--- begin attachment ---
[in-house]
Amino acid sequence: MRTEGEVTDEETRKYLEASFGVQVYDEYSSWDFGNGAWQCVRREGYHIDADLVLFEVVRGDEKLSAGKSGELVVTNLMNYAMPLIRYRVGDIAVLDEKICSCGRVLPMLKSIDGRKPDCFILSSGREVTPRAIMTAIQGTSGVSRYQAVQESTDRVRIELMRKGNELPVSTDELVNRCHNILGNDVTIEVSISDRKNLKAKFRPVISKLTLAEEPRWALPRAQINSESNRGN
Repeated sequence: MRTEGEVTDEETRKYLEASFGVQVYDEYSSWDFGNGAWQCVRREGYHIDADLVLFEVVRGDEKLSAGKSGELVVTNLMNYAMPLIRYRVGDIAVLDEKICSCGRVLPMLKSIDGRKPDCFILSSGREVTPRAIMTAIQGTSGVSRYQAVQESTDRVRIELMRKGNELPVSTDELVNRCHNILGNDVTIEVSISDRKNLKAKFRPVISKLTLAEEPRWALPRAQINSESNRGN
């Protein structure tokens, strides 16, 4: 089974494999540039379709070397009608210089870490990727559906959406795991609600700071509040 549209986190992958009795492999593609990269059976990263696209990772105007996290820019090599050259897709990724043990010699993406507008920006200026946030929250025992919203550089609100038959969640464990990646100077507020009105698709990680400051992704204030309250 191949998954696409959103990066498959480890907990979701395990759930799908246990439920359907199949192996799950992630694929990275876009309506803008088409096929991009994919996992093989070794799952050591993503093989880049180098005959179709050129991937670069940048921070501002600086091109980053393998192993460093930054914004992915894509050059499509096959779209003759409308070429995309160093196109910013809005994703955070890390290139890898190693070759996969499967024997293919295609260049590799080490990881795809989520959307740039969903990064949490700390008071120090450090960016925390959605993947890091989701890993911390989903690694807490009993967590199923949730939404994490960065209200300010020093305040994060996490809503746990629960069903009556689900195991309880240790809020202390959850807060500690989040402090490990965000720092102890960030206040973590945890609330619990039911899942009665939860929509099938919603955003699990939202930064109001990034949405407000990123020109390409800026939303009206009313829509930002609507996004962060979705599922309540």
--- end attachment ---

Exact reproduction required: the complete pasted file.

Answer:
[in-house]
Amino acid sequence: MRTEGEVTDEETRKYLEASFGVQVYDEYSSWDFGNGAWQCVRREGYHIDADLVLFEVVRGDEKLSAGKSGELVVTNLMNYAMPLIRYRVGDIAVLDEKICSCGRVLPMLKSIDGRKPDCFILSSGREVTPRAIMTAIQGTSGVSRYQAVQESTDRVRIELMRKGNELPVSTDELVNRCHNILGNDVTIEVSISDRKNLKAKFRPVISKLTLAEEPRWALPRAQINSESNRGN
Repeated sequence: MRTEGEVTDEETRKYLEASFGVQVYDEYSSWDFGNGAWQCVRREGYHIDADLVLFEVVRGDEKLSAGKSGELVVTNLMNYAMPLIRYRVGDIAVLDEKICSCGRVLPMLKSIDGRKPDCFILSSGREVTPRAIMTAIQGTSGVSRYQAVQESTDRVRIELMRKGNELPVSTDELVNRCHNILGNDVTIEVSISDRKNLKAKFRPVISKLTLAEEPRWALPRAQINSESNRGN
């Protein structure tokens, strides 16, 4: 089974494999540039379709070397009608210089870490990727559906959406795991609600700071509040 549209986190992958009795492999593609990269059976990263696209990772105007996290820019090599050259897709990724043990010699993406507008920006200026946030929250025992919203550089609100038959969640464990990646100077507020009105698709990680400051992704204030309250 191949998954696409959103990066498959480890907990979701395990759930799908246990439920359907199949192996799950992630694929990275876009309506803008088409096929991009994919996992093989070794799952050591993503093989880049180098005959179709050129991937670069940048921070501002600086091109980053393998192993460093930054914004992915894509050059499509096959779209003759409308070429995309160093196109910013809005994703955070890390290139890898190693070759996969499967024997293919295609260049590799080490990881795809989520959307740039969903990064949490700390008071120090450090960016925390959605993947890091989701890993911390989903690694807490009993967590199923949730939404994490960065209200300010020093305040994060996490809503746990629960069903009556689900195991309880240790809020202390959850807060500690989040402090490990965000720092102890960030206040973590945890609330619990039911899942009665939860929509099938919603955003699990939202930064109001990034949405407000990123020109390409800026939303009206009313829509930002609507996004962060979705599922309540």